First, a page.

Tuesday, 4 March 2014

Today’s best European front pages

On this 4 February we came very close to have a truly European newspaper, as most of European dailies have chosen the same picture to illustrate Russia's tightening grip on Crimea, in the Ukraine, officially to protect the Russian-speaking population. Russian president Vladimir Putin's yesterday's chopper trip to Kirillovsky's military facilities near Saint-Petersburg seem to be martial enough to match with bellicose headlines.

In some countries, like Spain or Sweden, almost all the main newspapers have made the same, at this point, embarrassing, choice.



'Putin imposes himself in Crimea' - ABC, Madrid.



'Putin takes steps toward war' - El Mundo, Madrid.



'The US and the EU try to stop Putin's escalation in the Ukraine' - El País, Madrid.



'Putin attacking' - ABC, Madrid.



'Putin refuses to back down' - Dagens Nyheter, Stockholm.



'Putin defies the world' - Svenska Dagbladet, Stockholm.



'Russians play risk' - De Morgen, Brussels.



'Ukraine crisis' - Berlingske, Copenhagen.



'Russian roulette on Crimea' - Dnes, Prague.



'Russia takes Crimea' - Gazeta Wyborcza, Warsaw.



'War fears decimate Russia stocks' - Financial Times, London.



'Europe and the USA warn Putin' - Corriere della Sera, Milan.



'Demonstration of power in Crimea' - To Ethnos, Athens.



'Fleeing from Russia' - Handelsblatt, Düsseldorf.



'"Crimea, Russia, Sebastopol"' - Izvestiya, Moscow.



'War of nerves' - Público, Lisbon.



'A Czar has to protect what is his' - NRC Next, Amsterdam.



'Ukraine. Putin's war' - Libération, Paris.



'Europe wants to bring back Putin to reason' - Le Soir, Brussels.




2 comments:

  1. It was more than obvious that Putin would react to what he perceives as an attempt from EU/US to penetrate Ukraine and place advanced NATO bases on Russia's doorstep

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  2. I am a Russophile; I don't know why but I just like Russians and Vladimir Putin seems to aspire to be one of the great Russians of all time. I like to think of him as something like Alexander I.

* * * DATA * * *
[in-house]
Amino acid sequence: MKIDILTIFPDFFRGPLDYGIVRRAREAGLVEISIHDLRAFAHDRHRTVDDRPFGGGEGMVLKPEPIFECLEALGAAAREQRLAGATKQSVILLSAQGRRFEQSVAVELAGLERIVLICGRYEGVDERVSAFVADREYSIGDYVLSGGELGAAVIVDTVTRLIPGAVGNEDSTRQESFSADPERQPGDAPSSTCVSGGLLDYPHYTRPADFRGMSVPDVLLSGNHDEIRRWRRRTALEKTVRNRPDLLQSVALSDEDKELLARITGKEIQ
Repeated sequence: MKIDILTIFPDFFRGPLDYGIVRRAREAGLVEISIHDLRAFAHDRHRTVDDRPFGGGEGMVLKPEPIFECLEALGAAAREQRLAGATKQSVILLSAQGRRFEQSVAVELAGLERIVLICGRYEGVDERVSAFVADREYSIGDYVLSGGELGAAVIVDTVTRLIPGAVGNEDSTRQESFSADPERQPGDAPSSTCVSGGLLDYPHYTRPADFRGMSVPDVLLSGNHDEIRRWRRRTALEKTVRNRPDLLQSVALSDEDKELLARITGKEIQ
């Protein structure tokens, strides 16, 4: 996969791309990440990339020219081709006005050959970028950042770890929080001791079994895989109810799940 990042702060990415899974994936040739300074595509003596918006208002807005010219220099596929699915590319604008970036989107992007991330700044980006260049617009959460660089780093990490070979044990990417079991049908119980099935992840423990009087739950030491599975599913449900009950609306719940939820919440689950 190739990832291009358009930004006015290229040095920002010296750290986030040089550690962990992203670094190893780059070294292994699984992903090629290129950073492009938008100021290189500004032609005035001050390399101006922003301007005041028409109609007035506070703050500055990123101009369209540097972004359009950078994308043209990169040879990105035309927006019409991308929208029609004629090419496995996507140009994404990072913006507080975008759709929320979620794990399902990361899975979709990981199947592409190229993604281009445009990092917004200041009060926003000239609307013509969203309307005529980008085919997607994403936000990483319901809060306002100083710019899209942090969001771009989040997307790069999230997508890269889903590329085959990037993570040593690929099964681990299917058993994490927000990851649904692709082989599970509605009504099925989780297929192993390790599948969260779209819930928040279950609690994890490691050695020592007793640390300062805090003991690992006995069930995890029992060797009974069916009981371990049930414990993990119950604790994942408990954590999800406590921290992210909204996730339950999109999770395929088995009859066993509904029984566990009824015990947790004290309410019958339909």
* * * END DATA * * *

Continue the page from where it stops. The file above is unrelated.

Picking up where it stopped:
So with that in mind I ask anyone who might be reading what they think of the idea that Vladdy might be thinking of doing much more than simply thwarting a clumsy attempt by a gaggle of US/EU/NATO "humanitarian" and neo-con appratachiks to extend NATO to Kharkiv (Kharkov) and Sevastopol. What if he has much, much more in mind?

    It seems to me that the US is a spent force in the EU and the US will certainly be contracting militarily, economically and politically over the next decade or more. If so, there will be a power vacuum in Europe, particularly in Central Europe where conditions in the former Soviet satellites remain poor.

    It also seems that NATO has become hollow and can offer no credible non-nuclear threat to the Russian Federation between the Oder and Vistula Rivers and between the Baltic and Black Seas. But that kind of thinking is anachronistic. We all know that future wars will be economic, not military.

    Here in the US, fools like the breathtakingly stupid John Kerry and completely apathetic Barak Obama bluster about economic reprisals. But the City of London will have none of that and neither will Brussels nor the bankers in Frankfurt and on Wall Street.

    Today I hear that the RF may abandon the dollar as a reserve currency, which suggests it will replace the dollar with the Euro.

    It also seems that the EU is collectively depended upon the RF for about 50% of its natural gas. Having abandoned coal and nuclear energy does this not make the energy needs of the EU's economy, and particularly the needs of the German economy, absolutely dependent upon the continued good will of the RF over the next five or ten years?

    If US economic and military influence in the EU is going to decline, is not the idea of aligning German industry with Russian resources and military power something the Bundesrepublik should already have in the back of its collective mind?

    My question is: Could Germany and Russia combine to form a Eurasian center of global power? Could this be Vladdy's objective? More importantly, are conditions in the EU presently such that he could accomplish this in the next five or ten years?

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